Mobile and Alternative Payments in the U.S., 3rd EditionDocument Transcript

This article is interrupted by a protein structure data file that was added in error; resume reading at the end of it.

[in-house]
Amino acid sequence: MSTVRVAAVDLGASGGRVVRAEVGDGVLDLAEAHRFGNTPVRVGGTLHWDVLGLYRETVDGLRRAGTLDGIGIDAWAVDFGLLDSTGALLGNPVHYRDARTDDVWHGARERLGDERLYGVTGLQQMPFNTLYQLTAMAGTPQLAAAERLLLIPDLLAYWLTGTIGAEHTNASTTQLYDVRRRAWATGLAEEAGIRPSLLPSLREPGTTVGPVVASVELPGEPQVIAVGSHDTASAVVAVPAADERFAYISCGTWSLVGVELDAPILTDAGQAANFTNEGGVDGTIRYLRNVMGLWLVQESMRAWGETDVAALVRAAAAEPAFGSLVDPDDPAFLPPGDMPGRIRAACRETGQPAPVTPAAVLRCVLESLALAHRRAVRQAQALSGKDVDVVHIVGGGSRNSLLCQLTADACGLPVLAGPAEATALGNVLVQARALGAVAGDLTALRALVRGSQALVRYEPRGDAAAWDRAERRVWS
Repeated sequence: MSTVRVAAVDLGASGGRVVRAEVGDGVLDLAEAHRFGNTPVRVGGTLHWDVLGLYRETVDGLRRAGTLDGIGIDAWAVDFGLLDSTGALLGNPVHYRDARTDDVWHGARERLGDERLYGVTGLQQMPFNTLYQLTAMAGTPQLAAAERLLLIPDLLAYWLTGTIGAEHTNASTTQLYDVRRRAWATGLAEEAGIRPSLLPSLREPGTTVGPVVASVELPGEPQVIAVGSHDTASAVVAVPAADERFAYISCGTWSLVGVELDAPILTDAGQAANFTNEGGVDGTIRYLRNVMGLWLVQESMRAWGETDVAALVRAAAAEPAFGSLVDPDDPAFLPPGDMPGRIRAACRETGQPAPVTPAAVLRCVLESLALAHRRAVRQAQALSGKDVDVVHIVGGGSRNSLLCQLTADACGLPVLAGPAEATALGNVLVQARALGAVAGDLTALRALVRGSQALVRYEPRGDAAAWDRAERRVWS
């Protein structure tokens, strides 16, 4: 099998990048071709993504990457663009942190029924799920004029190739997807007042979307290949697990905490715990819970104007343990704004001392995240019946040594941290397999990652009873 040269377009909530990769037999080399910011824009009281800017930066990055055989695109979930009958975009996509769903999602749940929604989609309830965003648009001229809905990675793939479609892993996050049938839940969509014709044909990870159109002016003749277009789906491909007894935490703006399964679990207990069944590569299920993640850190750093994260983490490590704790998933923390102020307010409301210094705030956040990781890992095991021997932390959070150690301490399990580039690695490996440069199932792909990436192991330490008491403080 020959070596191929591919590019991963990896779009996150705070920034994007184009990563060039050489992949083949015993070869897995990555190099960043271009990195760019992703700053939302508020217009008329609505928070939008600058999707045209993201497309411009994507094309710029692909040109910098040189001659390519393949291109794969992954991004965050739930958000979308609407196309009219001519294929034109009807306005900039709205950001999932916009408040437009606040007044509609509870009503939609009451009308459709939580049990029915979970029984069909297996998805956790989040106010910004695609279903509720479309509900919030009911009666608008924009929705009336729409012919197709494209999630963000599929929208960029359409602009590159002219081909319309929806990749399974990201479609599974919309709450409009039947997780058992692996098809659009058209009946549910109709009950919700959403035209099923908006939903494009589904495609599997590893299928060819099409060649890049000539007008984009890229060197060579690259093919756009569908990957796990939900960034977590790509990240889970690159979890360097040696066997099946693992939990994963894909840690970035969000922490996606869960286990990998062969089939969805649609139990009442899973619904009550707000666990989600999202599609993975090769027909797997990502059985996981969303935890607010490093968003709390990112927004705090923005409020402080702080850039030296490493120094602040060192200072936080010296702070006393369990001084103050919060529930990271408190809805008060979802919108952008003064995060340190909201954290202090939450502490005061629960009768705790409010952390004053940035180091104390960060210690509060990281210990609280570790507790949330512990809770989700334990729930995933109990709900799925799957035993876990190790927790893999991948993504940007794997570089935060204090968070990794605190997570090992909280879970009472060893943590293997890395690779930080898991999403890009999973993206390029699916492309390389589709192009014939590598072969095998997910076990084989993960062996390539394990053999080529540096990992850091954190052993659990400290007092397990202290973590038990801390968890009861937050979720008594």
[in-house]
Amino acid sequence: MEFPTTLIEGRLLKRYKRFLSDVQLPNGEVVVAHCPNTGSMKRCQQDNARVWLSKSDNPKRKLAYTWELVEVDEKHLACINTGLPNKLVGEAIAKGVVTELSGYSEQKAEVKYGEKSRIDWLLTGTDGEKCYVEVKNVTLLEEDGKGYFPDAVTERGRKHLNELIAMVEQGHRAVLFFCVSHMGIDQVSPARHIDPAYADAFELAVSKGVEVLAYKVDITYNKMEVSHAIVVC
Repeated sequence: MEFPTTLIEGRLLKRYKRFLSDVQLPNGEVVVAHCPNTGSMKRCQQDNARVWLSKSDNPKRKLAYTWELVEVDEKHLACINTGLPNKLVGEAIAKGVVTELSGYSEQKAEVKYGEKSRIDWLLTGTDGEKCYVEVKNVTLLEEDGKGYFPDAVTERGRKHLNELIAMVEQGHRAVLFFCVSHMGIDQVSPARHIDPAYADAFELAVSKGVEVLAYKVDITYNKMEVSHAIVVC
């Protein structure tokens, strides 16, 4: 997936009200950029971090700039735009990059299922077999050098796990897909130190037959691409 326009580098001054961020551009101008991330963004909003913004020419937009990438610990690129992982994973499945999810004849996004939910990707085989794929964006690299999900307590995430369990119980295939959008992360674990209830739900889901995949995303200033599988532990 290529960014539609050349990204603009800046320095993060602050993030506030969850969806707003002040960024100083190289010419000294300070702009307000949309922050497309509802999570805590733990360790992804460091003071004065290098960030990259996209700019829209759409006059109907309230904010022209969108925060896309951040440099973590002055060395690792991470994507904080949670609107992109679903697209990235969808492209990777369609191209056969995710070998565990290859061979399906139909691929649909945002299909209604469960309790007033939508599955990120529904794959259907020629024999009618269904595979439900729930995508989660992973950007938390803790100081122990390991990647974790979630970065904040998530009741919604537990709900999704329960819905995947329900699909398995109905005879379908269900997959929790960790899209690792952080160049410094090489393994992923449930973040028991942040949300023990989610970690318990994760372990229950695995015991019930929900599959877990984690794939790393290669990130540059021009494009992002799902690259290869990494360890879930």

Mobile and Alternative Payments in the U.S., 3rd EditionReport Details:Published:November 2012No. of Pages: 166Price: Single User License – US$3995The mobile payments industry stands at the epicenter of tremendous innovation and change, withmarket participants introducing a slew of emerging payments solutions—from Square to GoogleWallet to Popmoney to Serve to V.me. Thanks to the widespread adoption of smartphones, theconsumer audience now has the means to use them; however, they still may not be accustomedto or even well informed about the new topography of the payment landscape.The industry also serves as a nexus connecting the often competing interests of wireless carriers,phone manufacturers, payments networks, merchant acquirers, card associations, point-of-saletechnology providers, nonbanking payment solution providers, banks, and retailers. At stake is thetransformation of the consumer wallet—and the control traditional payment players havehistorically had over it—as well as the possibility of new revenue streams generated by dataanalytics, advertising, and other value-added products and services, above and beyond merchantpayment fee revenue.Even with mobile payments still in its nascent stage, Packaged Facts expects U.S. remote andpoint-of-sale mobile payments volume to grow by 275% in 2013, a testament to the impact ofcurrent product rollouts and consumer uptake already underway.Mobile and Alternative Payments in the U.S. provides industry participants with the wealth ofanalysis and guidance they need to stay abreast of this quickly evolving market. Report coverageincludes market sizing and forecast for U.S. mobile payments, as well as a comprehensiveevaluation of competitor dynamics:•Mobile payments strategies employed by the leading U.S. card associations, including American Express’ prepaid card innovation and Serve digital platform innovation, Discover Financial Services’ alternative payments strategy and PayPal and Google Wallet relationships, MasterCard PayPass and PayPass Wallet Services, and Visa V.me•Mobile payment solutions developed by Digital Leaders, including online commerce behemoths Amazon, Apple, Google, Facebook, Groupon and PayPal; innovative offline commerce players LevelUp and Square; the Isis Mobile Commerce Network; and retailer mobile payment strategies•Macro trends shaping the mobile payments landscape, including eCommerce growth, NFC payment growth. bill payment trends, P2P growth and associated metrics, and mobile payment fraud and security issuesIn addition, Proprietary Packaged Facts consumer survey data and Experian Simmons syndicatedconsumer surveys provided the basis for a detailed analysis of the consumer context: